Walmart had a problem. While the company took many actions to green up its sustainable chain, including the use of sustainability index and scorecards, its buyers still didn’t take sustainability into account during their decision-making process.
So what did Walmart do about it? According to Andrew Winston, the company’s solution was very simple – adding sustainability performance to its buyers’ performance evaluation.
In other words, Walmart chose to join a growing number of companies that link compensation with sustainability, hoping this incentive will ensure its buyers will start looking at sustainability differently. On its face it sounds like a great idea, but it got me wondering – do incentives actually work when it comes to sustainability? And more specifically, can it be an effective tool when it comes to working with the supply chain?
The first question has no clear answer yet. On one hand, you’ve got organizations like Ceres advocating for this solution, saying that “unless companies begin to link compensation to sustainable environmental and social performance, they will continue to sacrifice long-term value creation and competitiveness for short-term, unsustainable gains.” On the other hand, as Prof. Michael Beer of Harvard Business School told Fortune, “coupling pay with certain goals too tightly can force employees to focus on specifics in lieu of the larger picture.”
Searching for empirical evidence, I found only one academic study evaluating the effectiveness of incentives in the case of carbon reduction targets. Its results suggest “that under some conditions (i.e., when employees perceive their action as pro-social behavior) the adoption of nonmonetary incentives might be more effective in reducing carbon emissions compared to monetary incentives.”
The lack of research is probably due to the fact that these incentives are a relatively new mechanism. In addition, the number of companies using them is still fairly low – according to Farient Advisors, approximately 10 percent of the S&P 100 factor environmental issues into their incentive compensation plans, either as strategic objectives or quantifiable goals. Ceres reported that, of the 600 companies it evaluated, only 15 percent factor sustainability criteria into executive compensation.
Nevertheless, the trend is very clear – a growing number of companies like Intel, Unilever, Alcoa, Campbell Soup and Xcel Energy think that tying pay to performance will help them meet their sustainability goals. While there’s still no clear evidence that they’re right, it is still very possible that monetary incentives can increase the importance executives and employees ascribe to sustainability.
It’s important to note, though, that there are many variables that can make a difference when linking progress to reward – what sustainability goals you look at, how you measure them, the right type of incentive (a bonus or an increased chance for a promotion or stock options, as Prof. Beer offers), the scope of the incentives (short-term or long-term), and their weight in the overall performance evaluation. So, the bottom line is that we’ll probably see companies continue to fine-tune their sustainability incentives in the next few years, trying to figure out the best formula to generate the optimal results.
But then again, can it also be effective when it comes to supply chain management? Here, I have my doubts. First and foremost, the question that comes to mind is what impact will it have on the relationships between the company and its suppliers.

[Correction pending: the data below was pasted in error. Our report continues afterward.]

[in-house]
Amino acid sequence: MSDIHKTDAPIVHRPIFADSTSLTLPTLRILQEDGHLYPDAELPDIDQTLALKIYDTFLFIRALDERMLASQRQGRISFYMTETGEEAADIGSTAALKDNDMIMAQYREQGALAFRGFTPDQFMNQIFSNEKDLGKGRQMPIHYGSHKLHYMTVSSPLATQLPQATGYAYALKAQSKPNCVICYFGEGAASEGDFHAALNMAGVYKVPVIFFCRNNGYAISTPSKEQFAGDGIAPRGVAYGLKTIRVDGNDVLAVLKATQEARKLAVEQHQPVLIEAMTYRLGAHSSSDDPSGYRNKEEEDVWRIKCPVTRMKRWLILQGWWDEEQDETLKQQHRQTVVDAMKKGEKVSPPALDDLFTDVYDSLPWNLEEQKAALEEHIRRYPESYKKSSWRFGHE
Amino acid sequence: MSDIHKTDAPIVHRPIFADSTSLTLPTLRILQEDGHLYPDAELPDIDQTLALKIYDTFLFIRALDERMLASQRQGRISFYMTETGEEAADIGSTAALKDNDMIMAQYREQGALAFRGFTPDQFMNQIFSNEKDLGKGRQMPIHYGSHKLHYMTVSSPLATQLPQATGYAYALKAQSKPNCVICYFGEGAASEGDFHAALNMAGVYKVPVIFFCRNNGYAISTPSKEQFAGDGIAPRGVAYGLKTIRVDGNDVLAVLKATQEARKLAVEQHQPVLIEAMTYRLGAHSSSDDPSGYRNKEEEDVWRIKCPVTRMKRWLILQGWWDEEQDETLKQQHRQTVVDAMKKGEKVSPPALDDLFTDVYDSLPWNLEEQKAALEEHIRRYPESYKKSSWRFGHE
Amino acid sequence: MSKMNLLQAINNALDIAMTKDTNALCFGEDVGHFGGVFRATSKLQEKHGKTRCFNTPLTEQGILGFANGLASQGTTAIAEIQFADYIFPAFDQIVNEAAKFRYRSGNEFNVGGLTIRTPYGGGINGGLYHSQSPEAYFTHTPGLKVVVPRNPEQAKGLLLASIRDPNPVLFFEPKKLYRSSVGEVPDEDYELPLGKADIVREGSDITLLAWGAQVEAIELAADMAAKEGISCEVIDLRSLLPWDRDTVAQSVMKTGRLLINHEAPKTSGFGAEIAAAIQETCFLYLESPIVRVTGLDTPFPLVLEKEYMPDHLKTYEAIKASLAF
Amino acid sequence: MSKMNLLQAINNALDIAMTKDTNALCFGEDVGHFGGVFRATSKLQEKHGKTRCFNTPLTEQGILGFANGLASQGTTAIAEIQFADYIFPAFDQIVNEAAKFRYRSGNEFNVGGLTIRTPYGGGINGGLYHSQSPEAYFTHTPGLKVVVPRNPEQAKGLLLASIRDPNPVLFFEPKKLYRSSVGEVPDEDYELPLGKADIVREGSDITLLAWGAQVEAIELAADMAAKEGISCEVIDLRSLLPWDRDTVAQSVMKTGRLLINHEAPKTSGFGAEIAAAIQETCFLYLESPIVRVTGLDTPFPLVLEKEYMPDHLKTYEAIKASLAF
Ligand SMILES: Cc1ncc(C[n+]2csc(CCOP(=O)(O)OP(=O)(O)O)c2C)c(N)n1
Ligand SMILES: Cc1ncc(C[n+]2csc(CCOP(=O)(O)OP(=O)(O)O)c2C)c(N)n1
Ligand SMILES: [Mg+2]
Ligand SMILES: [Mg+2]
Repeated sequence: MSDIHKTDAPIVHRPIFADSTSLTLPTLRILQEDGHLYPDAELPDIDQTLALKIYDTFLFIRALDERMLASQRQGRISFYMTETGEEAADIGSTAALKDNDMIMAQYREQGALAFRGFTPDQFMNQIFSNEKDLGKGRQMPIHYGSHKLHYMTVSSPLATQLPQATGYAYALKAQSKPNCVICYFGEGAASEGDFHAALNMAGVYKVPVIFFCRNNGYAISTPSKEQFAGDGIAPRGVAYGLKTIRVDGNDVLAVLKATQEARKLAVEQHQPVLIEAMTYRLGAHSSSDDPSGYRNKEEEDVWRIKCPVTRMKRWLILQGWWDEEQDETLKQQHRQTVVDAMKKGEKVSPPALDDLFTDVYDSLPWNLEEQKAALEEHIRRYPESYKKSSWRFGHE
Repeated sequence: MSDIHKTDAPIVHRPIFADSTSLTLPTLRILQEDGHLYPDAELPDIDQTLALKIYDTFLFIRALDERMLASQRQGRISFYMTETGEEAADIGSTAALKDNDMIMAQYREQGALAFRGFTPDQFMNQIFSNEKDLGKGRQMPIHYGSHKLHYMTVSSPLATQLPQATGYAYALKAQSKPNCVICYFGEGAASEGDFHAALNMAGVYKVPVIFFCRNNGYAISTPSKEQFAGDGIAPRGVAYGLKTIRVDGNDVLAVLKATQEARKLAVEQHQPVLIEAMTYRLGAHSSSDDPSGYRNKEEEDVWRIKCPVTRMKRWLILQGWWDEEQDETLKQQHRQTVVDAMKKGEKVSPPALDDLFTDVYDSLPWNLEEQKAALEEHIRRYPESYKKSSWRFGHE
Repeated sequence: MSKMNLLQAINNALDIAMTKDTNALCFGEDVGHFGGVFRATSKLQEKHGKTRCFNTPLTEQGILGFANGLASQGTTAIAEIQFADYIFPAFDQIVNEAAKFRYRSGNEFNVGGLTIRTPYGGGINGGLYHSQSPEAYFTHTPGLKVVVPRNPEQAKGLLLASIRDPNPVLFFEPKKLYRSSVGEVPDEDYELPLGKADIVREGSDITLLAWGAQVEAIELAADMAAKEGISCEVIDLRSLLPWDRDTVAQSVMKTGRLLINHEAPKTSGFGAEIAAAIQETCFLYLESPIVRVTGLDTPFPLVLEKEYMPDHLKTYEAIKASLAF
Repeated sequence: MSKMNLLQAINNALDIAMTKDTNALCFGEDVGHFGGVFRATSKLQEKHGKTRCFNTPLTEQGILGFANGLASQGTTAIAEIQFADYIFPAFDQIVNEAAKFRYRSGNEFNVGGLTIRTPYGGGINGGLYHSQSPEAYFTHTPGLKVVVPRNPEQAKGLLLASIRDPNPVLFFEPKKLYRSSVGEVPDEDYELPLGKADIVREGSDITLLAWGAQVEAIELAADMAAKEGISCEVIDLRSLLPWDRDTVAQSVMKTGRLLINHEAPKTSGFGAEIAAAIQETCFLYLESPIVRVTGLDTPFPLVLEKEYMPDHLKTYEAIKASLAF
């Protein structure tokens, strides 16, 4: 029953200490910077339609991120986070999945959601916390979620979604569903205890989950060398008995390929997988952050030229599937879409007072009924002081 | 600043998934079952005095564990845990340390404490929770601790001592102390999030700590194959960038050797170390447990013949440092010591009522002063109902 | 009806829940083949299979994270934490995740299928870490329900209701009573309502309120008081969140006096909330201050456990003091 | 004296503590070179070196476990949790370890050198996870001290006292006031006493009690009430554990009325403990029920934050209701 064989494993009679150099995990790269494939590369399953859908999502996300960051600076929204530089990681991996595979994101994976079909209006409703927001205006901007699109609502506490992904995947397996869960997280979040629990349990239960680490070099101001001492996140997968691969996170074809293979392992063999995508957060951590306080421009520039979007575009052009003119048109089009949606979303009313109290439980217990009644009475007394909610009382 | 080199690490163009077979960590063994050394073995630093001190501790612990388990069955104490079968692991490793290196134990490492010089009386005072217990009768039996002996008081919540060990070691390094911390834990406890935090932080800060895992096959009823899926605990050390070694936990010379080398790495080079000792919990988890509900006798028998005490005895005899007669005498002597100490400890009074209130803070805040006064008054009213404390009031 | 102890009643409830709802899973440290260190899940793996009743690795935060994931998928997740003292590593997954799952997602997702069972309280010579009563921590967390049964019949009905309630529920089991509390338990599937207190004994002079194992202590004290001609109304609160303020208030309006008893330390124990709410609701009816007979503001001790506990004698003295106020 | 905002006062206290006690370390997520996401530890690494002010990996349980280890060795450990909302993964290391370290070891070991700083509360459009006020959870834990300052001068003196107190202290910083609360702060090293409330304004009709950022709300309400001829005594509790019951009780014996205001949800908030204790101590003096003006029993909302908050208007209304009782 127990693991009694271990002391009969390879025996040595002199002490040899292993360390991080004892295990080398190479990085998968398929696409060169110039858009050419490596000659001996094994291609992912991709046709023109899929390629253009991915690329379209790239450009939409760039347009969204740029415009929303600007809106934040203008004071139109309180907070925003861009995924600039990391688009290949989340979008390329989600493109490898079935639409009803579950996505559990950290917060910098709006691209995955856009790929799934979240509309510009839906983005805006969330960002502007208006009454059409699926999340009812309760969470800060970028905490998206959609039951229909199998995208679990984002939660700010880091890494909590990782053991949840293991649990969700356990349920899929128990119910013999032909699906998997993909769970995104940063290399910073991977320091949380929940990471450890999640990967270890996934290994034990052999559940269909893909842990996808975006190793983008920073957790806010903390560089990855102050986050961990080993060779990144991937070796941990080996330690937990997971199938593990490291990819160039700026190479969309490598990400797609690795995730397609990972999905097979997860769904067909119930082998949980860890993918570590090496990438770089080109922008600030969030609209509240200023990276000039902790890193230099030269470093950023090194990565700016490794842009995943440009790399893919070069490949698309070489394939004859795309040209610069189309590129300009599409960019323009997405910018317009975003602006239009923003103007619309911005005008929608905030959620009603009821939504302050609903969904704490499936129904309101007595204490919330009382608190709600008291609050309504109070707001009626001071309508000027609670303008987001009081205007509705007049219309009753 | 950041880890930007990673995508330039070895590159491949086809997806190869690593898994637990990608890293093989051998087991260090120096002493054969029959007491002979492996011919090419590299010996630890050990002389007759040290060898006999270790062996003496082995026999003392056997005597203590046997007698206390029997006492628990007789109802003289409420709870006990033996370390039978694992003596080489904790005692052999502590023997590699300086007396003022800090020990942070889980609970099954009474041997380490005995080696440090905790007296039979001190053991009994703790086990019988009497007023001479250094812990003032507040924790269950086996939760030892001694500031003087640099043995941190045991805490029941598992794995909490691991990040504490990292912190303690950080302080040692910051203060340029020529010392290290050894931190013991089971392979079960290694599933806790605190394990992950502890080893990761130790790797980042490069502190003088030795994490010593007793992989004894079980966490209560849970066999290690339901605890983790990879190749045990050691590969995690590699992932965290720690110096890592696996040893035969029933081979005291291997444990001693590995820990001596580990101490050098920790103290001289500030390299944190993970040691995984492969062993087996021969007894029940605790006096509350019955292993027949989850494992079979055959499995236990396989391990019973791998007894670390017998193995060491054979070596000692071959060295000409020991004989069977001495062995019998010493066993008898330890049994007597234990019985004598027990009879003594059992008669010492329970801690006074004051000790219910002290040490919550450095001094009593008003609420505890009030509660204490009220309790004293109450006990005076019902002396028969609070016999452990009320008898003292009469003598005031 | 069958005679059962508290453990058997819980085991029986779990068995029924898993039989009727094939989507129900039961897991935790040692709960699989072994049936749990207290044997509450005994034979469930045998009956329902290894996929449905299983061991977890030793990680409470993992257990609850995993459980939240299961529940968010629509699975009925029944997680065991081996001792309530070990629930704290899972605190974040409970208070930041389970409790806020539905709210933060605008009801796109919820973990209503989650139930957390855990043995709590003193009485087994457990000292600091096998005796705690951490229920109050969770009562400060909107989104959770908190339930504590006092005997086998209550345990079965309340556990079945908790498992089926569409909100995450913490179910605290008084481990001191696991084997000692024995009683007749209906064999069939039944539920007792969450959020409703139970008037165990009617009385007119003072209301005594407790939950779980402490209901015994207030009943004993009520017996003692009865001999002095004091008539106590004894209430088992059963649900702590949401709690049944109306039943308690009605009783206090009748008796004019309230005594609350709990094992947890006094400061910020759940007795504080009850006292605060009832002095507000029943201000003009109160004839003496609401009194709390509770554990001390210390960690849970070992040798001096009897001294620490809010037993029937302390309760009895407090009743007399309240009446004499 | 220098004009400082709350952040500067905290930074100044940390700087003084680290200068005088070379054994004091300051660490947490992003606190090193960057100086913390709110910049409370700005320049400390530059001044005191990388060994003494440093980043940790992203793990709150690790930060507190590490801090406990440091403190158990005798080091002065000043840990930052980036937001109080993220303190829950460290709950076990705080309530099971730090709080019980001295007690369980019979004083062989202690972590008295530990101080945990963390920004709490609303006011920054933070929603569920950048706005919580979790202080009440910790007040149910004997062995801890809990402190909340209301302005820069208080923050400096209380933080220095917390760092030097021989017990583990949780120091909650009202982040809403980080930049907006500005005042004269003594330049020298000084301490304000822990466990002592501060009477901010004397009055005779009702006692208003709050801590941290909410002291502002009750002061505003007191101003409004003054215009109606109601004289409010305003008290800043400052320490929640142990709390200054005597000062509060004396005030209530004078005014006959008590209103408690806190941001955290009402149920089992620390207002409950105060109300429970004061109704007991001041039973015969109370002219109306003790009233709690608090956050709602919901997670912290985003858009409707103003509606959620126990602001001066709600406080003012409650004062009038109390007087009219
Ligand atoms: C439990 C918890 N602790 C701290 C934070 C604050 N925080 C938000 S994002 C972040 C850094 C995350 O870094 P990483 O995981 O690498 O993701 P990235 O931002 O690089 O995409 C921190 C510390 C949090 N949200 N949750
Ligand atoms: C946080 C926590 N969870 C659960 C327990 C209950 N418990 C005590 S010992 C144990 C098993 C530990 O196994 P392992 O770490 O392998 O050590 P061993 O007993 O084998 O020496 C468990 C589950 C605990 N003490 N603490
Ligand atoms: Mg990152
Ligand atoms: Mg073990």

Take for example the story Winston tells to show how the new incentive system can generate results at Walmart – using the index scorecards, Walmart’s laptop buyer identified energy use as the biggest determinant of the computer’s total lifecycle footprint and emissions. She found out that only 30 percent of the laptops sold at Walmart ship with advanced energy-saving settings in place, and set a new goal to increase the percentage of laptops sold with the advanced power settings from 30 percent to 100 percent by this Christmas.
The problem is that this is more of a top-down approach rather than a cooperative relationship based on supplier engagement – Walmart identifies the problem, decides on the solution and sets up the timeframe for its implementation. It can certainly help to ensure that the laptops sold in Walmart are more energy efficient, but it’s not clear how well it serves the long-term relationships between Walmart and its suppliers as well as the suppliers’ approach to sustainability.
It also seems to be a one-sided approach – would suppliers meeting this goal be rewarded like the buyer deciding on it? Would they receive a preferential status for their improved performance or be awarded in some way other than just not being kicked out of Walmart’s supplier list?
Finally, there’s also a risk that focusing on too-specific goals rather than on the bigger picture might not be very effective and can even cause more harm than good. For example, Apple leaned on its supplier, Foxconn, to commit to reducing the overtime hours of its employees, only to find out later that students were forced to work as “interns” to help Foxconn meet its needs.
Incentives might be an effective tool, but in the case of a supply chain, if they shift the relationship toward a top-down approach rather a cooperative one, don’t generate benefits for both sides, or miss the big picture, buyers might get higher bonuses, but it won’t help the company meet its sustainability goals.
Raz Godelnik is the co-founder of Eco-Libris and an adjunct faculty at the University of Delaware’s Business School, CUNY SPS and the New School, teaching courses in green business, sustainable design and new product development. You can follow Raz on Twitter.